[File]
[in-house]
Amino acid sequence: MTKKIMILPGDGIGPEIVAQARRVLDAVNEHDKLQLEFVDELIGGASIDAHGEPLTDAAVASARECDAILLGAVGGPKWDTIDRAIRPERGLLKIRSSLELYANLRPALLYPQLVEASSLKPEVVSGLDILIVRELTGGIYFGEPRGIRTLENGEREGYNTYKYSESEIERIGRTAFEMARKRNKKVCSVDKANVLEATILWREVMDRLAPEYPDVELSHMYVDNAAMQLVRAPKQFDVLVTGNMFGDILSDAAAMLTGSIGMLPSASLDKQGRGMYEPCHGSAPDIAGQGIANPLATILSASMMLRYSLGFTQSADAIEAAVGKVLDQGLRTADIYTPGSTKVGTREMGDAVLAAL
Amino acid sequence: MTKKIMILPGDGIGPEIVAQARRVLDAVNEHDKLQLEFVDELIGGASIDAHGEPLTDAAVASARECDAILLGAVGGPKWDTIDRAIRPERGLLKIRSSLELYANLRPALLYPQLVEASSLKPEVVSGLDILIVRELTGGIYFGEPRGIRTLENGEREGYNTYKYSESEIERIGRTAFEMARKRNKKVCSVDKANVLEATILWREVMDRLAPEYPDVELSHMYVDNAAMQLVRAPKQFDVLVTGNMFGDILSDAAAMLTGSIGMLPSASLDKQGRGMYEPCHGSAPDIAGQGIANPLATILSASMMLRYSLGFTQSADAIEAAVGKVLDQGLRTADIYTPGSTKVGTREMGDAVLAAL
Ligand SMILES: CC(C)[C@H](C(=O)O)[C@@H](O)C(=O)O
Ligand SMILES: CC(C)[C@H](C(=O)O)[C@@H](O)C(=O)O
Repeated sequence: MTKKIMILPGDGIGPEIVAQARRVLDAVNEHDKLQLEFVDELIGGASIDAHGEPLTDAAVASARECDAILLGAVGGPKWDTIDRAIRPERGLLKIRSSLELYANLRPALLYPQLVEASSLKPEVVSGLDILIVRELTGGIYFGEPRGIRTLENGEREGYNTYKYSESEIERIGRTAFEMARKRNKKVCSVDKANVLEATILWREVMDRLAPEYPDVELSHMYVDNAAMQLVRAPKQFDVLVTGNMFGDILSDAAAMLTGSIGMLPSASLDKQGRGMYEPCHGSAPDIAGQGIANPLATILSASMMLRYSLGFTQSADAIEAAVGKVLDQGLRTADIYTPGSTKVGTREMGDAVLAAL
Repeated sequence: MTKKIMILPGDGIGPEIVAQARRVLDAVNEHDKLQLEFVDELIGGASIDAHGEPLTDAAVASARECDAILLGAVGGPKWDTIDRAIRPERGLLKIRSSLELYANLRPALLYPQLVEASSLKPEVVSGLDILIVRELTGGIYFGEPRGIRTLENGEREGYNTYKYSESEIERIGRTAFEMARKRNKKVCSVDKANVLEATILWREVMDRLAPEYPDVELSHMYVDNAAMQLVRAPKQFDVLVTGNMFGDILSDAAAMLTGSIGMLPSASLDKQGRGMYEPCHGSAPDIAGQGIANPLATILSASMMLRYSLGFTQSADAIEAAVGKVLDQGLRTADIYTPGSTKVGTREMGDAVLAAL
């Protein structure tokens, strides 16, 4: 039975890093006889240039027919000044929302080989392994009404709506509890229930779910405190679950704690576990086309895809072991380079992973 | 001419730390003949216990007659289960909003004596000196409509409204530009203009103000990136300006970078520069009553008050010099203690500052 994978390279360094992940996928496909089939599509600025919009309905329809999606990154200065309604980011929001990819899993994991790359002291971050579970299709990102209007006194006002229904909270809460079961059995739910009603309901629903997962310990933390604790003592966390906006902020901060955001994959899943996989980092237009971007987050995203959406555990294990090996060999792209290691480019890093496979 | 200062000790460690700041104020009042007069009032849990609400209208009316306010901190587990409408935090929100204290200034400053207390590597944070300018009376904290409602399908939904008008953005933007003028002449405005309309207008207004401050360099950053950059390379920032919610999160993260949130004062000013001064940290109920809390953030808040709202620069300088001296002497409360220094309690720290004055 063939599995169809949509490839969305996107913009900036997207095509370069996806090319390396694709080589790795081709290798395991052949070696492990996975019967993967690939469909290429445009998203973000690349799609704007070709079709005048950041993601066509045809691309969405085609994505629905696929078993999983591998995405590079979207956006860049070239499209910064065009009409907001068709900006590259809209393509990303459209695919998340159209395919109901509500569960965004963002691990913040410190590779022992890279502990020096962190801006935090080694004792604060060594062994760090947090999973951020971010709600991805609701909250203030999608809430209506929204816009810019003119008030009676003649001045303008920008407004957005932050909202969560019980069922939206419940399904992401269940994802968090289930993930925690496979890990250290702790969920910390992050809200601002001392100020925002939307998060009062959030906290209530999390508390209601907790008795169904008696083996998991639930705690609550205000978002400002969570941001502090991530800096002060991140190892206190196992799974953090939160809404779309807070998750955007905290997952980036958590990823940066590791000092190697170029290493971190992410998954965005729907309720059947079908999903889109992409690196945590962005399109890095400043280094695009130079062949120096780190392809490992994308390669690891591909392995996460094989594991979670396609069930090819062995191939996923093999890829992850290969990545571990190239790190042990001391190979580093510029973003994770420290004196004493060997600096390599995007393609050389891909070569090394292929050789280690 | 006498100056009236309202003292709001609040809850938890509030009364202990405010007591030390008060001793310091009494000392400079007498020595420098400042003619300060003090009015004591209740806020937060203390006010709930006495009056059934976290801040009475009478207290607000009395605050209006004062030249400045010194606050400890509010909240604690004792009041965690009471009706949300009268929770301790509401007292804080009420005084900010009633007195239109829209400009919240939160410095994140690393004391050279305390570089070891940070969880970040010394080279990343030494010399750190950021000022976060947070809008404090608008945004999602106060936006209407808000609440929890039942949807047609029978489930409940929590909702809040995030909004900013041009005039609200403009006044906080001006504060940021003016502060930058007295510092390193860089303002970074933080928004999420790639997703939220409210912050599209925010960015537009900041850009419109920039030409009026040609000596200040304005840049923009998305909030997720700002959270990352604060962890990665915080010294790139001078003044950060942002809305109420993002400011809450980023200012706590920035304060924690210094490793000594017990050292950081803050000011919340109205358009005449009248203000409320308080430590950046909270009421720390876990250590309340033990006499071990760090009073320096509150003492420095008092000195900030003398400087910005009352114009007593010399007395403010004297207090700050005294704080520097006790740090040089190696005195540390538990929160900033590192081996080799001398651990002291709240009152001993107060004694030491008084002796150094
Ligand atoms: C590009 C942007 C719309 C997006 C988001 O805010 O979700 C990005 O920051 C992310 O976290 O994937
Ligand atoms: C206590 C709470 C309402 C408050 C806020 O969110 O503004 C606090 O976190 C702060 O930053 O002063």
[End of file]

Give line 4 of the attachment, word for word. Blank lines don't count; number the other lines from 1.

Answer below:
Ligand SMILES: CC(C)[C@H](C(=O)O)[C@@H](O)C(=O)O